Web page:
Game Grades: Michigan State
Running 46 plays compared to Penn State’s 26 and outgaining the Nittany Lions 256-125, the Spartans controlled much of the first half. Going into halftime down 12-10, Penn State knew that if it wanted to turn things around, both offense and defense were going to need to step things up in a big way.
The second half proved to be an entirely different ball game. After a touchdown early in the third quarter, the Nittany Lions were presented with the confidence boost they needed. Racking up a total of 35 points in the second half alone, the Nittany Lions turned a 12-10 halftime deficit into a 45-12 victory over Michigan State. Penn State not only picked up their tenth win of the season, but a spot in next week’s Big Ten Championship game against Wisconsin.
Here are the final grades for Penn State’s performance against Michigan State:
Trace McSorley played with a lot of confidence in this game and his ability to deliver longer, more downfield passes ended up paying off for the Nittany Lions. McSorely ran the ball much less than normal in this matchup and instead shifted his focus more on executing the pass game that emerged in the second half. He appeared unstoppable in the final two quarters of play as he consistently found players to connect with and threw the ball with accuracy. He displayed one of his best performances of the season, completing 17 passes on 23 attempts, throwing for 376 yards, and picking up four touchdowns. What made McSorley stand out so much in this game was that he not only threw with accuracy, but used his rocket-of-an arm to throw for longer passes that were different from Penn State’s usual short throws for small gains. McSorley turned things around for Penn State’s offense in the second half and his continuous confidence in the pocket week after week has proved to be a significant factor in Penn State’s success this season.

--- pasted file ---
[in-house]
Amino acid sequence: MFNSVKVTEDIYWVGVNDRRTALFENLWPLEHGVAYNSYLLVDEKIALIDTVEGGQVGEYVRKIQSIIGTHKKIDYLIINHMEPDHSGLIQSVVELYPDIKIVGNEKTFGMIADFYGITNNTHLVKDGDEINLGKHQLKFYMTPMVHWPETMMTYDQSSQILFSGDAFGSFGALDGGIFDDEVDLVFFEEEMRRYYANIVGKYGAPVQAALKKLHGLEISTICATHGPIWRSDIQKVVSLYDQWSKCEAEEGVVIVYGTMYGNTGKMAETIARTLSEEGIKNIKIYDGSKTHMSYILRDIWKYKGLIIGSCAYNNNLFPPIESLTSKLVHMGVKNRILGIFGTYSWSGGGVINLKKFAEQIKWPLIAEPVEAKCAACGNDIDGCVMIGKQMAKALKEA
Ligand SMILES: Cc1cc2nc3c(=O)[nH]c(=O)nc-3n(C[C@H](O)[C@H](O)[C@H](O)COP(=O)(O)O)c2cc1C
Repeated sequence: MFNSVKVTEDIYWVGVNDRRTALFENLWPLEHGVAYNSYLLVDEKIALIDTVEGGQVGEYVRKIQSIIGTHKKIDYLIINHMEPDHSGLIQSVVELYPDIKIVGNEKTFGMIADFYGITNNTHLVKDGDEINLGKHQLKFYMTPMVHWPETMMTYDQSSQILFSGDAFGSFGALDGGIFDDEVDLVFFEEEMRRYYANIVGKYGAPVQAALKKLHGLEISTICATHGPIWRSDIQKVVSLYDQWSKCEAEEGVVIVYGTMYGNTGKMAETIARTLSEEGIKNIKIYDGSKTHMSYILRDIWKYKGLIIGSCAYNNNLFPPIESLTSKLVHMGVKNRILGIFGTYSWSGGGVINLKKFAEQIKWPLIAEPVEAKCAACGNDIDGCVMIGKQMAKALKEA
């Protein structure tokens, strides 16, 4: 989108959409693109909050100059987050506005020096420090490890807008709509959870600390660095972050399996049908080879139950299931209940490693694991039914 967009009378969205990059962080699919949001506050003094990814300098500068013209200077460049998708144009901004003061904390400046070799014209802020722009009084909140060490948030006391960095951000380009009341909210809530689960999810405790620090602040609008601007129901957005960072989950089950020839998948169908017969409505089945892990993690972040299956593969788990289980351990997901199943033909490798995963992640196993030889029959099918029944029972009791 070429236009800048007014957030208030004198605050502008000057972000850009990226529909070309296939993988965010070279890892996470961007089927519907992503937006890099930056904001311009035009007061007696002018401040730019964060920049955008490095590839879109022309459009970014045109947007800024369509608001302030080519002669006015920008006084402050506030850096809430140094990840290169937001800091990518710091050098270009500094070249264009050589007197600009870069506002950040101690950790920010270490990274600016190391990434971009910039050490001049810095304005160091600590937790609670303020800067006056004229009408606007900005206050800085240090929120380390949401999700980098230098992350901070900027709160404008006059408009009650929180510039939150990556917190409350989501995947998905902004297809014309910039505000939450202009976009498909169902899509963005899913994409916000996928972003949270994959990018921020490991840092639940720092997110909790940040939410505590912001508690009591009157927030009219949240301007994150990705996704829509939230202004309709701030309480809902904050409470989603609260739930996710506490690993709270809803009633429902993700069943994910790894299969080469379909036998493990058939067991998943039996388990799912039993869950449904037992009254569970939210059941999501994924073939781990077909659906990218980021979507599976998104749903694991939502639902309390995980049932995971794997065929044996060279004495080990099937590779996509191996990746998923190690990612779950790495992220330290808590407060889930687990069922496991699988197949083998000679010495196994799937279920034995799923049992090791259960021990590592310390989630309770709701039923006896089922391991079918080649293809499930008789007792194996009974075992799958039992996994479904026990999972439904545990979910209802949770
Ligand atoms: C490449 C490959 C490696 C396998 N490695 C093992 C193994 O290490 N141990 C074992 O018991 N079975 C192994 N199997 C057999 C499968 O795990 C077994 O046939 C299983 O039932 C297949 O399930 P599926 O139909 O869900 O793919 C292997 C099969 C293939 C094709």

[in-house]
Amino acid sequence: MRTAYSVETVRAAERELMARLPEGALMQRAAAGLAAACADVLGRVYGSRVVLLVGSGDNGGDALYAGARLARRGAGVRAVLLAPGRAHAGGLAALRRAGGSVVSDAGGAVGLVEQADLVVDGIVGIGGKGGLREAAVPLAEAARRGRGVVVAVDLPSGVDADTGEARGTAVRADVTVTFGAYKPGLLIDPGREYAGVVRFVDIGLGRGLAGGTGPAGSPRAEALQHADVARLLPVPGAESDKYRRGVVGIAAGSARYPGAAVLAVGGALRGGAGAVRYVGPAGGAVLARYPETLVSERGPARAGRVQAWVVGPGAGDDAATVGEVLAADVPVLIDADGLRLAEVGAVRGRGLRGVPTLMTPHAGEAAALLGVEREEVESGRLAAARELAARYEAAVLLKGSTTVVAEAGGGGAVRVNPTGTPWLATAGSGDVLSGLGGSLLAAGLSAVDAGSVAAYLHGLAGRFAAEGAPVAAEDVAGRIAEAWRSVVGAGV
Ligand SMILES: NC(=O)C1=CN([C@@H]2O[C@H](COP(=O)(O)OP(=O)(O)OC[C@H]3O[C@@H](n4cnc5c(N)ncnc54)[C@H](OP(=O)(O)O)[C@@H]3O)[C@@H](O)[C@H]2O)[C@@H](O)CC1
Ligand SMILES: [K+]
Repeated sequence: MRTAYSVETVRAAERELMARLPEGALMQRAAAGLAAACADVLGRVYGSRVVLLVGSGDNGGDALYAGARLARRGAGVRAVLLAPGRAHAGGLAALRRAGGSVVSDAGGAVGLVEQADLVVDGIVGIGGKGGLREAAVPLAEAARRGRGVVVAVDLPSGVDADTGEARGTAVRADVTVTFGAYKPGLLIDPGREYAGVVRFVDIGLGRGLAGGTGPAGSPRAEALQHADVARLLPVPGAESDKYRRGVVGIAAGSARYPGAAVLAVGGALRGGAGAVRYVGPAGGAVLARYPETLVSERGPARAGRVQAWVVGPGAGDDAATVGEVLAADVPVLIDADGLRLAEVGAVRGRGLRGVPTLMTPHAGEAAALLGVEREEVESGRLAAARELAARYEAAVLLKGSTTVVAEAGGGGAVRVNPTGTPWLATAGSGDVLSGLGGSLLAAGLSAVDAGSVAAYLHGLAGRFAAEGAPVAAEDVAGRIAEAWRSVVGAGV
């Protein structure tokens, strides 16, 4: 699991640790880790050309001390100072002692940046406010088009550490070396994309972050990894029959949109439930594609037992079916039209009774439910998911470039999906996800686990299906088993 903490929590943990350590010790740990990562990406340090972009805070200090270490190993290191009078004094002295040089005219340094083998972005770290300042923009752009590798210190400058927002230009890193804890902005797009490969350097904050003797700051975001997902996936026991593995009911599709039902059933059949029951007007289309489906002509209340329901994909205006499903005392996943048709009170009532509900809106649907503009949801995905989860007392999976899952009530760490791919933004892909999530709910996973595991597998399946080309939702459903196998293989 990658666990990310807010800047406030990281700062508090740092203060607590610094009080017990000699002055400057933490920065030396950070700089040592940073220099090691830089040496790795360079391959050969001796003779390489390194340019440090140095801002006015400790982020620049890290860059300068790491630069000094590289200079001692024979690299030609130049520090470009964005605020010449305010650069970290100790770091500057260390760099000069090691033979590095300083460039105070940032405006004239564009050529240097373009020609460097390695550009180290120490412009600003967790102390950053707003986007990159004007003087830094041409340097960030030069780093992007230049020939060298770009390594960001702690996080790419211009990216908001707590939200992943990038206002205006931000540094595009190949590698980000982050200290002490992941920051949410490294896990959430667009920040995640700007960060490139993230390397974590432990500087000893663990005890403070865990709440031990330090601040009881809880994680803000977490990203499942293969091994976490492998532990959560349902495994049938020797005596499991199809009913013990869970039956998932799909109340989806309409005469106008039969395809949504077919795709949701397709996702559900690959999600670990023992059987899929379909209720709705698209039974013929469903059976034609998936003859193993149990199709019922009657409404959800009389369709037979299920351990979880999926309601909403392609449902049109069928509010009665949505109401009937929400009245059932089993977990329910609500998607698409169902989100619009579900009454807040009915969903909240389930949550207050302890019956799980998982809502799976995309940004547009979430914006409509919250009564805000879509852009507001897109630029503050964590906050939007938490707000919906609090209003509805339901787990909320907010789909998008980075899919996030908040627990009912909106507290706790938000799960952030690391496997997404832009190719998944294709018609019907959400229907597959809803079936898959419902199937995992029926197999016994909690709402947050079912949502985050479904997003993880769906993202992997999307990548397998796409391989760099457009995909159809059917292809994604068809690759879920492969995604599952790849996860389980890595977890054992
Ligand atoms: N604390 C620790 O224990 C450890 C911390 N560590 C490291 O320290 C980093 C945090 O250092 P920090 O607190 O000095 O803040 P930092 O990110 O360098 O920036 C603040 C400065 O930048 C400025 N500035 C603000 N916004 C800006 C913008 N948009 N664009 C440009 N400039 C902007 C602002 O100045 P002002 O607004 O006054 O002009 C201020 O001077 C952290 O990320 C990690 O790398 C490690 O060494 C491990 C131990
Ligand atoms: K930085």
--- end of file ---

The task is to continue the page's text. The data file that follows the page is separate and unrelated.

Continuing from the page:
Running Backs: B+
Saquon Barkley was put to the test against a tough Michigan State defense that zeroed in on him quickly. After being shut down for the entirety of the first half and racking up a meager negative seven rush yards, Barkley was able to pick up Penn State’s first touchdown of the game after an impressive over-the-pile leap on third and goal. After suffering an ankle injury late in the third quarter, Andre Robinson took over for the run game. After efficient drives in the third quarter, Robinson picked up a 14-yard touchdown in the fourth quarter and advanced Penn State’s lead to 38-12. However, it didn’t stop there. A screen pass to Robinson allowed the sophomore to take it 40 yards to the end zone, sending the score to 45-12 with 3:40 left in the game. Robinson ended the game with 40 yards receiving and 32 of Penn State’s 77 yards rushing. The running backs receive a B+ this week because even though they helped to gain some key yardage for Penn State, receivers and the pass game outshined them in this matchup.
Wide Receivers: A
The pass game is what completely flipped things around for Penn State during the second half. After a slow first half, McSorely facilitated things much better in the second and looked towards Chris Godwin to make catches for the Nittany Lions. Godwin outdid opponents when it came to the receiving side of things, racking up five receptions for a total of 135 yards. He picked up two touchdowns in the second half alone, one for 34 yards and the other for an incredible 59 yards. Juwan Johnson also connected with McSorley for a beautiful 43 yards that put the Nittany Lions in good field position with 4:20 left in the fourth. Although it was difficult to get the pass game going in the first half, wide receivers vital catches during the second half is the reason why Penn State was able to take the lead so quickly and continue to excel for the remainder of the game.
Tight Ends: A-